NAFTA talks: Like Mexico, Canada may need ‘insurance’ against tariffs

Canada maintains that its efforts to evade American tariffs on steel and aluminum, and threatened tariffs on cars, are on a “separate track” from the ongoing NAFTA talks.

But that’s not how U.S. President Donald Trump sees it. His attempts to use tariffs as leverage in NAFTA negotiations have become such a ingrained habit by this point, he’s started using the word as a verb.

“If countries will not make fair deals with us, they will be ‘Tariffed!'” he tweeted Monday.

China was in Trump’s sights at the start of the week — but by week’s end he also could be talking about Canada and his threat to impose “national security” tariffs of 20 to 25 per cent on its auto industry if it doesn’t soon join the new North American trade deal Americans sketched out with Mexico last month.

One of Trump’s loyal Congressional soldiers, House Majority Whip Steve Scalise, warned Tuesday that Congress would “consider its options” if Canada doesn’t sign on.

Foreign Affairs Minister Chrystia Freeland insists Canada won’t sign a bad deal.

“That’s not rhetoric,” she told reporters before she left again for Washington. Still, she said, Canadians have a “talent for compromise.”

I don’t think we’re going to get a NAFTA deal any time soon.– Monica de Bolle, senior fellow at Washington’s Peterson Institute for International Economics

Her negotiators face a tough call. Even if they strike deals and close the remaining chapters — by Thursday, Freeland’s Mexican counterpart suggested, if they’re going to have a text for Congress by the end of the month — a bigger question lurks.

Would a renegotiated NAFTA lift damaging steel and aluminum tariffs and shut down threats of future car tariffs? If it didn’t, why would Canada sign on?

Monica de Bolle, a senior fellow at Washington’s Peterson Institute for International Economics, said people have been too focused on specific sticking points — dairy concessions, dispute resolution chapters, intellectual property demands and more.

“The big picture is the threat of tariffs,” she said. “And not just the threat. The ones already in place.”

READ MORE HERE: 

CBC News

Mail disruptions possible by Sept. 26 if postal workers approve job action

By Terry Pedwell

THE CANADIAN PRESS

OTTAWA _ While postal workers waited Monday to find out whether they’ll be on picket lines later this month, some of Canada Post’s clients weren’t taking chances on whether there would be a strike or lockout at the Crown agency.

Members of the Canadian Union of Postal Workers, CUPW, wrapped up voting Sunday on a call by the union for a strike mandate after months of contract talks failed to produce a collective agreement. Results of two separate votes are expected to be released Tuesday.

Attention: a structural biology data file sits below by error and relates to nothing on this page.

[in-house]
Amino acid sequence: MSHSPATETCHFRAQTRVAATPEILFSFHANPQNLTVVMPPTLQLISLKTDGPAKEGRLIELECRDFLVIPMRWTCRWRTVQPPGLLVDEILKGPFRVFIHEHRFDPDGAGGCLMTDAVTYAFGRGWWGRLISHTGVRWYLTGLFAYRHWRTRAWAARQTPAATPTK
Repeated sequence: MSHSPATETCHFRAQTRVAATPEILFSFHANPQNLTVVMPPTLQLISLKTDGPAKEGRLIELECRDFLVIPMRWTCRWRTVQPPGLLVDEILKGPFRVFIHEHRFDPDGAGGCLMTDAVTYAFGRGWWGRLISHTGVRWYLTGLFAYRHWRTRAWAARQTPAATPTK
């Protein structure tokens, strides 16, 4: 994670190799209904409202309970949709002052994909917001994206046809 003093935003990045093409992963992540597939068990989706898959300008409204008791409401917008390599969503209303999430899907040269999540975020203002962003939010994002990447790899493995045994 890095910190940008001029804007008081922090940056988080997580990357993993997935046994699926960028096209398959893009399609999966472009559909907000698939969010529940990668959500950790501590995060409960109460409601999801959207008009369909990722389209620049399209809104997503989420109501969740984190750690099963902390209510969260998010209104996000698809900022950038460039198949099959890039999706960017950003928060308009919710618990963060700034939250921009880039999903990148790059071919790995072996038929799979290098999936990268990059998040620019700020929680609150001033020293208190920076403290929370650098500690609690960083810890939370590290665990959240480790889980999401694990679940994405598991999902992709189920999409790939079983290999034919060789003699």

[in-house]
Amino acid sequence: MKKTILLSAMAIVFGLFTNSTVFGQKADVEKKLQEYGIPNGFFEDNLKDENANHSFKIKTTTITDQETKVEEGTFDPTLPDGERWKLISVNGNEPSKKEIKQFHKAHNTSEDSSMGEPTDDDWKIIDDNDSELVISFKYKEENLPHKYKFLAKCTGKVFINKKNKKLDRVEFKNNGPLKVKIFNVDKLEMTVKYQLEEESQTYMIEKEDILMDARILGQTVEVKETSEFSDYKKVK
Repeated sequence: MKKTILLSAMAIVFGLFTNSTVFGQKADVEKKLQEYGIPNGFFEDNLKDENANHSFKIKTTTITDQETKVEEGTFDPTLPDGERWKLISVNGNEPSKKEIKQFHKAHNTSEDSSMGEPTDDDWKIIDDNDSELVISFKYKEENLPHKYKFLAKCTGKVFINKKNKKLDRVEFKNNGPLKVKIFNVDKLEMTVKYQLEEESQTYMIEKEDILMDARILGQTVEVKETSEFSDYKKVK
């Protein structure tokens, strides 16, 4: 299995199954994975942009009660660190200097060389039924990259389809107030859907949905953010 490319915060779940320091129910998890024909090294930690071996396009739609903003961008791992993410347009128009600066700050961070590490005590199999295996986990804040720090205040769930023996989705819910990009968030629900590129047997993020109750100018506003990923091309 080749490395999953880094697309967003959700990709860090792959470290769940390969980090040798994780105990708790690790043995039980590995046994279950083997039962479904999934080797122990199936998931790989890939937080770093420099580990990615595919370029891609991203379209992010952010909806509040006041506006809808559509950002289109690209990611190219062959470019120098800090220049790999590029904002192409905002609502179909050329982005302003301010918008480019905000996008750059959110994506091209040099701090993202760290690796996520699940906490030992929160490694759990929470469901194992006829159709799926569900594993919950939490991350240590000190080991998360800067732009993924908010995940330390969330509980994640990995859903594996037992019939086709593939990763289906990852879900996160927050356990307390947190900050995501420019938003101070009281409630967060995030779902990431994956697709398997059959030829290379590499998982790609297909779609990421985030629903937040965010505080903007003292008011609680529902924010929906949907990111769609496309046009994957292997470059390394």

But even before the final votes were cast, companies like Enbridge Gas Distribution Inc. were encouraging customers to register for online billing, noting that bills must still be paid, regardless of whether paper copies could be delivered to households.

If CUPW members voted in favour of job action, they could legally strike by Sept. 26 after a “cooling off” period, but Canada Post would also be legally able to lock them out on the same date.

Neither side has said it would take such action.

CUPW said it received wide-ranging contract offers on Friday that it called  “unacceptable.”

One offer covering urban employees included proposed wage increases of 1.5 per cent for each year of a four-year deal. The union said the offer also included what it described as “Trojan horse” language around job security.

Canada Post wants the ability to use temporary employees to cover vacancies, but for a potentially unlimited duration, the union said in a statement to its members Friday.

“There is no limit as to how long they could hold these vacancies and use temporary employees to cover these positions,” the statement said.

The urban offer would also reduce vacation time and eliminate pre-retirement leave for future employees, CUPW said.

The union said another offer to rural carriers would not settle key issues including job security and work hours.

“This offer does nothing to address the issues that are important to (rural carriers),” known as RSMCs, the statement said.

“True respect means full equality for RSMCs.”

Collective agreements governing working conditions for both sets of workers expired in December 2017.

Contract talks, aided by a third party conciliator, ramped up in early June and were moved to an undisclosed hotel in Ottawa.

A spokesman for Canada Post said the Crown agency would not comment on negotiations, except to say both sides were working hard to find common ground.

CUPW national president Mike Palecek warned early last month that union members should be prepared for  “some type of job action” if contract talks fail.

A pay equity dispute involving the carriers’ 8,000 rural and 42,000 urban workers was also at the heart of the negotiations.

Arbitrator Maureen Flynn criticized the pay discrepancies at Canada Post as  “fundamentally flawed” in a May ruling, in which she gave both sides until the end of August to reach a pay equity settlement.

That deadline has passed and Flynn is expected to impose a solution, although CUPW said there are other pay equity issues left to resolve outside of the arbitration process.

Canada Post, in issuing its second quarter financial statement last month, estimated that a settlement could saddle the agency with a one-time hit to its bottom line in the range of a quarter billion dollars.

The agency has recently seen a boom in its parcel distribution business while letter mail volumes have plummeted.